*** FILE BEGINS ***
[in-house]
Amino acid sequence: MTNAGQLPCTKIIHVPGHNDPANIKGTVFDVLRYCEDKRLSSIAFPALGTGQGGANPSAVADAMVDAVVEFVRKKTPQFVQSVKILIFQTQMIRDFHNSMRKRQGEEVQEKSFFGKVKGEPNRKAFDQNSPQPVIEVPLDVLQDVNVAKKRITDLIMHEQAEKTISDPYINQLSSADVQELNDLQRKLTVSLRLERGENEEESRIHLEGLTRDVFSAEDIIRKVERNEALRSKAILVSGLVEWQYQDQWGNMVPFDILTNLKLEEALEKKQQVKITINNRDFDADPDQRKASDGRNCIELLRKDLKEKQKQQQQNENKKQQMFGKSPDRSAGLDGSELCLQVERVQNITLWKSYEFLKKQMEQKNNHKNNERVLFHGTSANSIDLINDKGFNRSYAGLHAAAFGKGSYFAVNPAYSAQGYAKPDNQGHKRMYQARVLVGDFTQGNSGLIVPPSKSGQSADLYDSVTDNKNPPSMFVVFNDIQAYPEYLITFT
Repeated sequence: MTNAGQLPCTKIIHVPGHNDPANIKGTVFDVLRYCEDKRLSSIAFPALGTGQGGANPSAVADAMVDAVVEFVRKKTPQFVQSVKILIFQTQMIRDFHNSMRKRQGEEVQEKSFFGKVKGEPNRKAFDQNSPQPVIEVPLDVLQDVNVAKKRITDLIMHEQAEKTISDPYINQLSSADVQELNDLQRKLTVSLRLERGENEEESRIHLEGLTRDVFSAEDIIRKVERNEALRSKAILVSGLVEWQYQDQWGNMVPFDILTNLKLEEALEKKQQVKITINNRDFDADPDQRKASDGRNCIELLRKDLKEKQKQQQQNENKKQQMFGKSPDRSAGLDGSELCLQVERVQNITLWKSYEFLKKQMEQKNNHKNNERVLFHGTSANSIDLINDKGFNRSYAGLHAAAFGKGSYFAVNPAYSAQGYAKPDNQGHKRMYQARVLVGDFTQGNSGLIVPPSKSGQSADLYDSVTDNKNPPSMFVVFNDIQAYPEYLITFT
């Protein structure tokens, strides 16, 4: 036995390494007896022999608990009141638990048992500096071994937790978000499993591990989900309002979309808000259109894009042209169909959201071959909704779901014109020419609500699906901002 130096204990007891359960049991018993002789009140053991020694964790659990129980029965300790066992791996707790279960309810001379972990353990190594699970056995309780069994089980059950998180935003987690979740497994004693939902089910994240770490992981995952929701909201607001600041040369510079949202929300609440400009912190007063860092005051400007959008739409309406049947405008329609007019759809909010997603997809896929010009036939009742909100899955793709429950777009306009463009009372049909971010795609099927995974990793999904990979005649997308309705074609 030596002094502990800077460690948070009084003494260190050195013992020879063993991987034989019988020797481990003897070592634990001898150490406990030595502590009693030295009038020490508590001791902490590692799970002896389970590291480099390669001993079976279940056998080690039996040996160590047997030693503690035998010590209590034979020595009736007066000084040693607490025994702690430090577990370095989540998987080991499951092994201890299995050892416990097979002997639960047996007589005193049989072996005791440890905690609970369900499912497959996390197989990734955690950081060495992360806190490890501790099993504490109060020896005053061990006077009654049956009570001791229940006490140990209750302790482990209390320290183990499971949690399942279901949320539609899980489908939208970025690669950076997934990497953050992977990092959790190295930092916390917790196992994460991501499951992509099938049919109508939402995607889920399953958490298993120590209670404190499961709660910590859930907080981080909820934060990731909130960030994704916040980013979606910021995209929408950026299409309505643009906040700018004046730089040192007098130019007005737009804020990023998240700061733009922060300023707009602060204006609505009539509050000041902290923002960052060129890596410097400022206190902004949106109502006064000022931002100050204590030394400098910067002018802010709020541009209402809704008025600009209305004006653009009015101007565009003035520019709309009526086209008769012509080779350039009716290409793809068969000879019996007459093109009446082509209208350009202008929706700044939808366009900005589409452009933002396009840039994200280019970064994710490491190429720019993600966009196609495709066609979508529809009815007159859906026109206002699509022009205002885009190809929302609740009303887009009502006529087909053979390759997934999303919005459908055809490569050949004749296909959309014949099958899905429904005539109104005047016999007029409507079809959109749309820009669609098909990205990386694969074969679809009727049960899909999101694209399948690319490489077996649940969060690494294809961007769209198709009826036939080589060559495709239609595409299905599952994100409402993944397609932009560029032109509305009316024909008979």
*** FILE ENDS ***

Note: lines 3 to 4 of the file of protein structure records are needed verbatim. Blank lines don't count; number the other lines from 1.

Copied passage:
Repeated sequence: MTNAGQLPCTKIIHVPGHNDPANIKGTVFDVLRYCEDKRLSSIAFPALGTGQGGANPSAVADAMVDAVVEFVRKKTPQFVQSVKILIFQTQMIRDFHNSMRKRQGEEVQEKSFFGKVKGEPNRKAFDQNSPQPVIEVPLDVLQDVNVAKKRITDLIMHEQAEKTISDPYINQLSSADVQELNDLQRKLTVSLRLERGENEEESRIHLEGLTRDVFSAEDIIRKVERNEALRSKAILVSGLVEWQYQDQWGNMVPFDILTNLKLEEALEKKQQVKITINNRDFDADPDQRKASDGRNCIELLRKDLKEKQKQQQQNENKKQQMFGKSPDRSAGLDGSELCLQVERVQNITLWKSYEFLKKQMEQKNNHKNNERVLFHGTSANSIDLINDKGFNRSYAGLHAAAFGKGSYFAVNPAYSAQGYAKPDNQGHKRMYQARVLVGDFTQGNSGLIVPPSKSGQSADLYDSVTDNKNPPSMFVVFNDIQAYPEYLITFT
């Protein structure tokens, strides 16, 4: 036995390494007896022999608990009141638990048992500096071994937790978000499993591990989900309002979309808000259109894009042209169909959201071959909704779901014109020419609500699906901002 130096204990007891359960049991018993002789009140053991020694964790659990129980029965300790066992791996707790279960309810001379972990353990190594699970056995309780069994089980059950998180935003987690979740497994004693939902089910994240770490992981995952929701909201607001600041040369510079949202929300609440400009912190007063860092005051400007959008739409309406049947405008329609007019759809909010997603997809896929010009036939009742909100899955793709429950777009306009463009009372049909971010795609099927995974990793999904990979005649997308309705074609 030596002094502990800077460690948070009084003494260190050195013992020879063993991987034989019988020797481990003897070592634990001898150490406990030595502590009693030295009038020490508590001791902490590692799970002896389970590291480099390669001993079976279940056998080690039996040996160590047997030693503690035998010590209590034979020595009736007066000084040693607490025994702690430090577990370095989540998987080991499951092994201890299995050892416990097979002997639960047996007589005193049989072996005791440890905690609970369900499912497959996390197989990734955690950081060495992360806190490890501790099993504490109060020896005053061990006077009654049956009570001791229940006490140990209750302790482990209390320290183990499971949690399942279901949320539609899980489908939208970025690669950076997934990497953050992977990092959790190295930092916390917790196992994460991501499951992509099938049919109508939402995607889920399953958490298993120590209670404190499961709660910590859930907080981080909820934060990731909130960030994704916040980013979606910021995209929408950026299409309505643009906040700018004046730089040192007098130019007005737009804020990023998240700061733009922060300023707009602060204006609505009539509050000041902290923002960052060129890596410097400022206190902004949106109502006064000022931002100050204590030394400098910067002018802010709020541009209402809704008025600009209305004006653009009015101007565009003035520019709309009526086209008769012509080779350039009716290409793809068969000879019996007459093109009446082509209208350009202008929706700044939808366009900005589409452009933002396009840039994200280019970064994710490491190429720019993600966009196609495709066609979508529809009815007159859906026109206002699509022009205002885009190809929302609740009303887009009502006529087909053979390759997934999303919005459908055809490569050949004749296909959309014949099958899905429904005539109104005047016999007029409507079809959109749309820009669609098909990205990386694969074969679809009727049960899909999101694209399948690319490489077996649940969060690494294809961007769209198709009826036939080589060559495709239609595409299905599952994100409402993944397609932009560029032109509305009316024909008979």